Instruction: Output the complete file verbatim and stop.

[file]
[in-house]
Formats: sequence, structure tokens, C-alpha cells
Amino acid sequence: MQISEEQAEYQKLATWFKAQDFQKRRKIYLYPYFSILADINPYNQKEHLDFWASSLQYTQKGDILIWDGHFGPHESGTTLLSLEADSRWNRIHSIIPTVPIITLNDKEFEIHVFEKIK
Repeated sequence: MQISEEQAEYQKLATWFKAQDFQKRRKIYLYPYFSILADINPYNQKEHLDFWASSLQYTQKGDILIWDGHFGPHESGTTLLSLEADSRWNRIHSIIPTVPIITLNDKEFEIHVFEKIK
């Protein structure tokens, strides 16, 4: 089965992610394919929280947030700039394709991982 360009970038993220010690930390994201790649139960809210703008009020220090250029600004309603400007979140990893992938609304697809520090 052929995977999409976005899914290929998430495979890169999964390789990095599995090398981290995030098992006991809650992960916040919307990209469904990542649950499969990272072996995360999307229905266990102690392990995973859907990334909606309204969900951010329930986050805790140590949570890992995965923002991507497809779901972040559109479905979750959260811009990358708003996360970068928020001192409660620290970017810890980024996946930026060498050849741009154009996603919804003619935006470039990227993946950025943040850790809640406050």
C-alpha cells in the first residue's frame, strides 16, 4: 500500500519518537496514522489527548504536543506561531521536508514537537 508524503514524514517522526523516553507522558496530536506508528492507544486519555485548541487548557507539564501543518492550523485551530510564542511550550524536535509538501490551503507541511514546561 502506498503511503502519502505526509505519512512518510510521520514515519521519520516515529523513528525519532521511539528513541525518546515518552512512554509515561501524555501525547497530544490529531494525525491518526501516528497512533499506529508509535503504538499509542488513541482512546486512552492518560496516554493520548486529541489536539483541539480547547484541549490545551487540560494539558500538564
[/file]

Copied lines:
[in-house]
Formats: sequence, structure tokens, C-alpha cells
Amino acid sequence: MQISEEQAEYQKLATWFKAQDFQKRRKIYLYPYFSILADINPYNQKEHLDFWASSLQYTQKGDILIWDGHFGPHESGTTLLSLEADSRWNRIHSIIPTVPIITLNDKEFEIHVFEKIK
Repeated sequence: MQISEEQAEYQKLATWFKAQDFQKRRKIYLYPYFSILADINPYNQKEHLDFWASSLQYTQKGDILIWDGHFGPHESGTTLLSLEADSRWNRIHSIIPTVPIITLNDKEFEIHVFEKIK
């Protein structure tokens, strides 16, 4: 089965992610394919929280947030700039394709991982 360009970038993220010690930390994201790649139960809210703008009020220090250029600004309603400007979140990893992938609304697809520090 052929995977999409976005899914290929998430495979890169999964390789990095599995090398981290995030098992006991809650992960916040919307990209469904990542649950499969990272072996995360999307229905266990102690392990995973859907990334909606309204969900951010329930986050805790140590949570890992995965923002991507497809779901972040559109479905979750959260811009990358708003996360970068928020001192409660620290970017810890980024996946930026060498050849741009154009996603919804003619935006470039990227993946950025943040850790809640406050």
C-alpha cells in the first residue's frame, strides 16, 4: 500500500519518537496514522489527548504536543506561531521536508514537537 508524503514524514517522526523516553507522558496530536506508528492507544486519555485548541487548557507539564501543518492550523485551530510564542511550550524536535509538501490551503507541511514546561 502506498503511503502519502505526509505519512512518510510521520514515519521519520516515529523513528525519532521511539528513541525518546515518552512512554509515561501524555501525547497530544490529531494525525491518526501516528497512533499506529508509535503504538499509542488513541482512546486512552492518560496516554493520548486529541489536539483541539480547547484541549490545551487540560494539558500538564